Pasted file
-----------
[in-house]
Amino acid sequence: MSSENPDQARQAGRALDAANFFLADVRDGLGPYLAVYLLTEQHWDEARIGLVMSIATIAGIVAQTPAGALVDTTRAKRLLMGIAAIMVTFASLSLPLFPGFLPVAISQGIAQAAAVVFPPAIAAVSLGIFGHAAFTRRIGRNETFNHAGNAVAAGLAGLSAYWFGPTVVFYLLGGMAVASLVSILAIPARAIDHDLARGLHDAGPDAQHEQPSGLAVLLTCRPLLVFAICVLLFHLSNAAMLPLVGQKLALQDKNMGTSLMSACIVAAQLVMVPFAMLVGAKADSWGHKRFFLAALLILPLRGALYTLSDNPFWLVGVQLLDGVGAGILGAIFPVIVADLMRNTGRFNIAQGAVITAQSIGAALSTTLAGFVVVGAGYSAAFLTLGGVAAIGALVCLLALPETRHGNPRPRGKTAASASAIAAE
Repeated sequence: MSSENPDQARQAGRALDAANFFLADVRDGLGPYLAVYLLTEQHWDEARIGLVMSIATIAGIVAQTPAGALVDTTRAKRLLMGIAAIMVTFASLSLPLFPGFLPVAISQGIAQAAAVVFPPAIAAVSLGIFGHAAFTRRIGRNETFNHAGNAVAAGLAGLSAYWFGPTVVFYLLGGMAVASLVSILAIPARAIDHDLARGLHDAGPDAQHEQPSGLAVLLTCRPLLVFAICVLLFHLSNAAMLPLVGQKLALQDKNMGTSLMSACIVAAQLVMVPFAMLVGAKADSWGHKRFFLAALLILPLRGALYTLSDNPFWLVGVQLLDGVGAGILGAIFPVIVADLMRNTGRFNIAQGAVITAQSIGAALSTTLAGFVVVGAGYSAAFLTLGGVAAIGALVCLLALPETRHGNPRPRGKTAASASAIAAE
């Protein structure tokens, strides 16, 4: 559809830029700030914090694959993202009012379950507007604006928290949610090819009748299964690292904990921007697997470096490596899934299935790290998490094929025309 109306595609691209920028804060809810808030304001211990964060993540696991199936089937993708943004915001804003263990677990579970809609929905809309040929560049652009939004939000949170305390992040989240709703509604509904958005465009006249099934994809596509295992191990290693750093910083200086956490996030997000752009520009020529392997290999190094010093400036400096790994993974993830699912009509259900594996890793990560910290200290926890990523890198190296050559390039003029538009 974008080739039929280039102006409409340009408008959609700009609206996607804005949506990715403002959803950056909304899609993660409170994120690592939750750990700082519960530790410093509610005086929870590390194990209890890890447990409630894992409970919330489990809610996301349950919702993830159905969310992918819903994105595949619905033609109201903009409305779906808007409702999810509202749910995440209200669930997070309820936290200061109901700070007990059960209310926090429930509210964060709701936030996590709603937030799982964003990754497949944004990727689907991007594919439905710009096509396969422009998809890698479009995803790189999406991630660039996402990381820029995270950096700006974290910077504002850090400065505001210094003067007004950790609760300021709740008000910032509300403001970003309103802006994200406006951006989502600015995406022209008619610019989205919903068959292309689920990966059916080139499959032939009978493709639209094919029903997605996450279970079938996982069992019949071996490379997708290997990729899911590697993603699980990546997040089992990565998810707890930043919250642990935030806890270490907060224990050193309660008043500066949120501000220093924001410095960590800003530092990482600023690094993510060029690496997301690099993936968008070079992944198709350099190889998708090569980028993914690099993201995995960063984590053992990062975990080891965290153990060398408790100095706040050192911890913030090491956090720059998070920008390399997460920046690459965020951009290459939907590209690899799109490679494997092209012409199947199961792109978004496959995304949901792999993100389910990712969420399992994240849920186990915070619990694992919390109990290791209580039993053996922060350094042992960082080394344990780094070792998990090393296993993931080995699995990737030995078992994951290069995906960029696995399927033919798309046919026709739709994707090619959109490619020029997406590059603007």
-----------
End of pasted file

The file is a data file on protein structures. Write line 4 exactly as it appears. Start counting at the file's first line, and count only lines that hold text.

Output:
């Protein structure tokens, strides 16, 4: 559809830029700030914090694959993202009012379950507007604006928290949610090819009748299964690292904990921007697997470096490596899934299935790290998490094929025309 109306595609691209920028804060809810808030304001211990964060993540696991199936089937993708943004915001804003263990677990579970809609929905809309040929560049652009939004939000949170305390992040989240709703509604509904958005465009006249099934994809596509295992191990290693750093910083200086956490996030997000752009520009020529392997290999190094010093400036400096790994993974993830699912009509259900594996890793990560910290200290926890990523890198190296050559390039003029538009 974008080739039929280039102006409409340009408008959609700009609206996607804005949506990715403002959803950056909304899609993660409170994120690592939750750990700082519960530790410093509610005086929870590390194990209890890890447990409630894992409970919330489990809610996301349950919702993830159905969310992918819903994105595949619905033609109201903009409305779906808007409702999810509202749910995440209200669930997070309820936290200061109901700070007990059960209310926090429930509210964060709701936030996590709603937030799982964003990754497949944004990727689907991007594919439905710009096509396969422009998809890698479009995803790189999406991630660039996402990381820029995270950096700006974290910077504002850090400065505001210094003067007004950790609760300021709740008000910032509300403001970003309103802006994200406006951006989502600015995406022209008619610019989205919903068959292309689920990966059916080139499959032939009978493709639209094919029903997605996450279970079938996982069992019949071996490379997708290997990729899911590697993603699980990546997040089992990565998810707890930043919250642990935030806890270490907060224990050193309660008043500066949120501000220093924001410095960590800003530092990482600023690094993510060029690496997301690099993936968008070079992944198709350099190889998708090569980028993914690099993201995995960063984590053992990062975990080891965290153990060398408790100095706040050192911890913030090491956090720059998070920008390399997460920046690459965020951009290459939907590209690899799109490679494997092209012409199947199961792109978004496959995304949901792999993100389910990712969420399992994240849920186990915070619990694992919390109990290791209580039993053996922060350094042992960082080394344990780094070792998990090393296993993931080995699995990737030995078992994951290069995906960029696995399927033919798309046919026709739709994707090619959109490619020029997406590059603007």